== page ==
To shorten the time taken to finalise claims and to reduce the amount of money spent, the government said earlier this year it is dropping the “willing buyer, willing seller” principle, pursuing instead a “just and equitable” principle for compensation, which is set out in the constitution. The constitution allows for expropriating property “even in cases where the owners of that property are unwilling to part with the property . . . if the expropriation is aimed at redistributing land to address the effects of widespread colonial and apartheid-era land dispossession,” writes legal expert Pierre de Vos, who teaches law at the University of Cape Town.

But the constitution says a “just and equitable” compensation must be paid for the property expropriated; it says nothing about paying market value. The proposed Valuations Bill will create an Office of the Valuer-General to develop criteria for determining what just value and compensation are.

The government has also proposed amendments to the 1994 Restitution of Land Rights Act, which would re-open the processing of restitution claims for people who missed the December 31, 1998 deadline.

But Ruth Hall, a senior researcher with the Institute for Poverty, Land and Agrarian Studies (PLAAS), writes that the bill might delay the process of restitution by another two decades. It also requires claimants to prove that they will use the land productively.

“It is astonishing that such conditionality is being proposed; existing (mostly white) landowners do not have to prove that they can use their land productively in order to keep hold of it,” Hall wrote.

“Land restitution is a very complex issue, and it straddles over various departments. We are doing as much as we can, and now we are all working together to try and speed up the process,” said Palesa Mokomele, spokesperson for the Department of Agriculture, Forestry and Fisheries.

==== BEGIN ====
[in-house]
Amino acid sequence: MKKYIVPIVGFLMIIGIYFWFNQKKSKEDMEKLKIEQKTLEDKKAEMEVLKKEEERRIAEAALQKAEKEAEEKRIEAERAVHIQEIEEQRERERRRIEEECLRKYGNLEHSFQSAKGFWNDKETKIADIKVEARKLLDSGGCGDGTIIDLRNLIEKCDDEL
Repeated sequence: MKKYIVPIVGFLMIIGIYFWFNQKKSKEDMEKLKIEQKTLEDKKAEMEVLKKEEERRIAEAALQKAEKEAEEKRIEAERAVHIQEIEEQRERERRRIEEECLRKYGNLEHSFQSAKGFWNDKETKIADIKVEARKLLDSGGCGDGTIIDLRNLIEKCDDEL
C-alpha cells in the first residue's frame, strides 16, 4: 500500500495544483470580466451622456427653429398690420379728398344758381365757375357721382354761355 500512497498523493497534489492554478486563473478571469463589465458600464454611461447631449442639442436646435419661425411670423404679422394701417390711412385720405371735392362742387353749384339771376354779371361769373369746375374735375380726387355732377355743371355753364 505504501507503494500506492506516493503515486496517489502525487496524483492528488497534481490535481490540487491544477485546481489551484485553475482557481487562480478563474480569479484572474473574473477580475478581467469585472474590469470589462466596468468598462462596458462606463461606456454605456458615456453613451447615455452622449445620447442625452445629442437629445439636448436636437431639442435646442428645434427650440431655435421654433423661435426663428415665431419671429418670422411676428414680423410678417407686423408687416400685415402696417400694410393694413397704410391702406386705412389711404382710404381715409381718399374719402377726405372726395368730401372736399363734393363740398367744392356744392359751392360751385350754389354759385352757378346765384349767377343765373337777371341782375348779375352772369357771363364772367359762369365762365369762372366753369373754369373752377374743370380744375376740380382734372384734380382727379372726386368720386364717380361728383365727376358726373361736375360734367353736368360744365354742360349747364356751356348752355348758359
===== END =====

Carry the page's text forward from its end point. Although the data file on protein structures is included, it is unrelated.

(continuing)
Lack of good data

But there is not enough “reliable and detailed empirical data on small-scale farming in South Africa, and in particular on farming by land-reform beneficiaries,” said Ben Cousins, senior professor at PLAAS.

According to the government, between 1994 and the end of March 2013, 4 860 farms have been transferred to black people and communities through the redistribution programme, totalling over 4 million hectares.

Almost a quarter of a million people have benefited through land reform, including over 50 000 women, 32 000 youth and 674 people with disabilities. Yet is unclear whether the transfer recipients have retained the farms.

There is no national registry of farmers in the country, but pilot studies have shown that many new black farmers may have given up on their farms.

There is currently no tangible way to determine whether the transfer of land to black hands has been successful or transformed the lives of the needy.

Additionally, much of the policy literature in South Africa tends to overlook class dynamics, using terms such as “smallholder” and “small-scale” farmer, which ignore differences within these broad categories, Cousins said in a paper.

– Irin news.